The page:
So after the job goes to shit, one way or another John stumbles onto Warwick’s property, talks his way inside, and slowly but surely realizes that Warwick is insane. We aren’t sure what to make of things at first. John seems as if he’s going to make his move and reveal who he really is to Warwick, and we can sense that Warwick may be a very vulnerable, timid man. This is not the case, because Warwick, we soon learn, is the total opposite of who we thought he was.
He has drugged John (John picked red “spiked” wine and Warwick drank white) and we can now see who Warwick’s guests really are. They’re figments of his imagination. He’s exhibiting some sort of multiple personality disorder, clearly, and almost everything in his life is fake. He even has a picture of him holding his arm around an imaginary person. This is “Forever Alone: The Movie” in every sense. His dinner guests aren’t real yet he’s as animated a host as anyone would be. He really is the “Perfect” host. But Pierce pulls it off so perfectly, it’s really a genuine sight to behold. In my estimation he plays 3 parts as well as anyone in any movie would play 1. He’s the timid homeowner taken aback by a brash criminal, he’s the diabolical, methodical serial killer-in-the-making, and then he’s the hardened, corrupt cop. It’s a masterful performance that few actors could pull off so convincingly.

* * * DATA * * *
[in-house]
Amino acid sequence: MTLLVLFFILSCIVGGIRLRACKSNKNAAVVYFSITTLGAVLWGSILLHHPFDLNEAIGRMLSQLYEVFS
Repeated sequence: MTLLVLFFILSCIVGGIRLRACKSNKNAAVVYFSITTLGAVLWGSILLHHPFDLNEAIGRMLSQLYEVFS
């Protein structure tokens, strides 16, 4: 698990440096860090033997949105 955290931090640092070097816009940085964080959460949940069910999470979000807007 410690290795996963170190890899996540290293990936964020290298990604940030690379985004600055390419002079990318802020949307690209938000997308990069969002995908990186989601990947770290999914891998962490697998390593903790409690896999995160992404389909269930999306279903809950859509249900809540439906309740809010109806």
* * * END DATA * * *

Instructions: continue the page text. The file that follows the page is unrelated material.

It’s revealed later on that he never actually kills his victims; he simply pretends to by using movie make-up. Whether or not he has a background in that sort of thing or dabbles on the side is anyone’s guess. But he makes it look like his victims’ have been brutalized just so he can take pictures of them to relish over later in his scrapbook. That’s not to say Warwick doesn’t get rough with John, but as for slitting his throat? That’s something we only briefly believe has happened. John awakes the morning after the whole ordeal outside of Warwick’s development near a dumpster and rips a fake laceration off of his neck. In a parking garage where John plans to make his escape with Simone (who effectively betrays him by making plans that didn’t include him to leave the country), he secures the money and Simone is captured by Warwick’s partners. John is confronted by Warwick who blackmails him into a large share of the robbery money. He gives John just enough to make it to Mexico.
You of course need to wonder just how Warwick can afford such a lavish lifestyle on a police lieutenant’s salary, but I think it’s obvious that over the years he has abducted quite a few criminals who could get him what he wanted or done many a shady deal over the years under other cops’ noses. Either that or he does movie makeup work on the side. It’s anyone’s guess.